Another day, another terrible article on the Gospel Coalition. This ministry, at least as far as there blog is concerned, continues a downward spiral. Kevin DeYoung posted an article entitled “Just say “No” to Legalizing Drugs”. The article contains very little of DeYoung’s own words, most of it is consists of quotations from John P. Walters, former “Drug Czar” during the George W. Bush administration in his article in The Weekly Standard, a top Neo-Conservative magazine. I don’t really want to deal with Mr. Walters comments, I want to focus more on Mr. Deyoung Publishing the article. But I will say a few brief words regarding the comments Mr. Walters makes:
Walters, like any good Neo-Conservative big government crony, attempts to convince people to deny reality. Is there a single American alive today, other than Mr. Walters, who could honestly take a look at the lives of teenagers in any town in America, or the intercity in any part of the nation and say with a straight face that the war on drugs has succeeded? Drugs infest our society now more than ever. They are both easy to get and unsafe. As I will show in a moment, to deny the prison system is clogged due to the war on drugs is to deny reality. America has the highest incarceration rate in the world. The War on Drugs has not only failed to make Drugs any less available or widespread, it has clogged America’s prison system and created a new class of criminals, it has ignited a drug war in Mexico, it has expanded the power of the federal government to a Un-Constitutional level and trampled the rights of our citizens. If you want to read a rebuttal of Mr. Walters:
This article exposes some of his absurdities: http://www.mediaite.com/online/the-weekly-standard-is-absolutely-wrong-about-drug-legalization/
Here is a study from the Libertarian Cato Institute studying the effects of drug legalization in Portugal: http://www.cato.org/pubs/wtpapers/greenwald_whitepaper.pdf
And here is a simple graph, showing the obvious facts he attempts to deny, that our prisons are clogged: http://upload.wikimedia.org/wikipedia/commons/6/67/US_incarceration_timeline-clean-fixed-timescale.svg
But statements like that of Mr. Walters are nothing new, they are so numerous they are not even worth mentioning, much less to blog about. What makes it special is that Kevin DeYoung blogged this on his “reformed” blogspot. There are three big problems with his approach to the issue of drugs and what the states attitude towards them should be:
1. DeYoung did not consult the Bible on drugs.
In fact, he didn’t consult the Bible on anything. In an issue of remarkable importance, ethically and practically, he did not adduce a single verse in favor of his assumed position that drugs are inherently sinful, or any other positions. I don’t have the space, time, or frankly the experience to write an article detailing with the Sinfulness of drug use or lack thereof. But, it doesn’t take a scholar to note Drugs are not specifically mentioned in scripture. This should be all the more incentive to laboring in Biblical principles instead of just assuming a cultural practice is in accord with Biblical teaching.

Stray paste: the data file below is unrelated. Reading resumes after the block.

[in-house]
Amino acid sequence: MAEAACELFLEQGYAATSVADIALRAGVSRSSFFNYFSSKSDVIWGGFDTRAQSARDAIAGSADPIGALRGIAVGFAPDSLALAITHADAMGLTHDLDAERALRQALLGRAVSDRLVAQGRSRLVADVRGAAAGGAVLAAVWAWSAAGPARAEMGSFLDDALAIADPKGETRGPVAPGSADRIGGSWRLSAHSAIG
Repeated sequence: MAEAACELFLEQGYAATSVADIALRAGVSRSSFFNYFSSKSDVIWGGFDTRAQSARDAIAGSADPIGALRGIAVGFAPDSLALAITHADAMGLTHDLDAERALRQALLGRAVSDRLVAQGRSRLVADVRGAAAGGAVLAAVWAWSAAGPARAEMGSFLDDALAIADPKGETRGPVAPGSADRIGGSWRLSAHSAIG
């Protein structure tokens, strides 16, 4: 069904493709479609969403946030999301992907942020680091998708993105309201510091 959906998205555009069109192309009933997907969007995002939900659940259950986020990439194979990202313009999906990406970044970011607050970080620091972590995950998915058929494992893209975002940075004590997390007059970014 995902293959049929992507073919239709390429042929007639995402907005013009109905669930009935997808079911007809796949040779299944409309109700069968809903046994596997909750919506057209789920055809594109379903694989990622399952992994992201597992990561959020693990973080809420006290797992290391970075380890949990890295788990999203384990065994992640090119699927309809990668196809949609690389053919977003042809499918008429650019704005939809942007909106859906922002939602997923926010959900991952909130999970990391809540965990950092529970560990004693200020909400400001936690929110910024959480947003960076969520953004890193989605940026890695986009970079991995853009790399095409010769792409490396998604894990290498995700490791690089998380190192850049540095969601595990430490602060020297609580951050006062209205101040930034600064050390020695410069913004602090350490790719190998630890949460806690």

2. DeYoung did not consult the Bible on the scope and limits of government.
The Bible tells us in 1 Peter that the state is supposed to praise those who do good and punish those who do evil (1 Peter 2:13-14). But this is certainly a qualified statement, the state is not supposed to eliminate ALL evil from society. In a fallen world, that is a manifest impossibility. A state that attempts to eliminate all evil from society would have to be a totalitarian state that controls all aspects of life, and even then it could not root out all evil. The state is tasked, rather, with eliminating severe public manifestations of evil. Just because something is unhelpful to society, such as drug use, does not mean the government has the authority to seek to destroy it, much less to trample everyone else’s rights in the process. What in the Bible could be used to support a massive and powerful Federal Government seeking ever increasing amounts of control over peoples lives in order to purge society of things it Autonomously deems unlawful and dangerous? That sounds more like statist Egypt than God ruled Israel.
3. DeYoung did not consult the Law of God.
Nowhere in this article does DeYoung look to the Law Code of Scripture. In Biblical times, drunkeness was both a heinous sin and a social problem, just as it always has been. But nowhere in the Law was the government authorized to punish it. Why should Christians support the already massively intrusive war on drugs when God’s OT Law didn’t even list a similar crime, alcohol abuse, as a crime worthy of punishment? If DeYoung is convinced that drug use requires such drastic action, he should be able to persuade us that the Bible teaches it also requires drastic action. Because if God in his Law did not think similar addictions were worthy of a drastic government initiated “war”, then we certainly shouldn’t either.
We need to look to scriptures for the answers to our ethical questions, our questions of the power of the state, and the Law of God. The further we move away from a Bible centered view of Law and Government, the more we will move towards the humanistic view of Government. A Government that takes the role of savior, purging society of all evil. A state that decides what should or should not be punished by the sword autonomously , instead of looking to the scriptures for the standard of wise governance is a state that has assumed the place of God. Kevin DeYoung should have approached this subject analyzing the Bibles teaching on these matters instead of supporting a popular Neo-Conservative political position without any Biblical support on a supposedly “reformed” blog.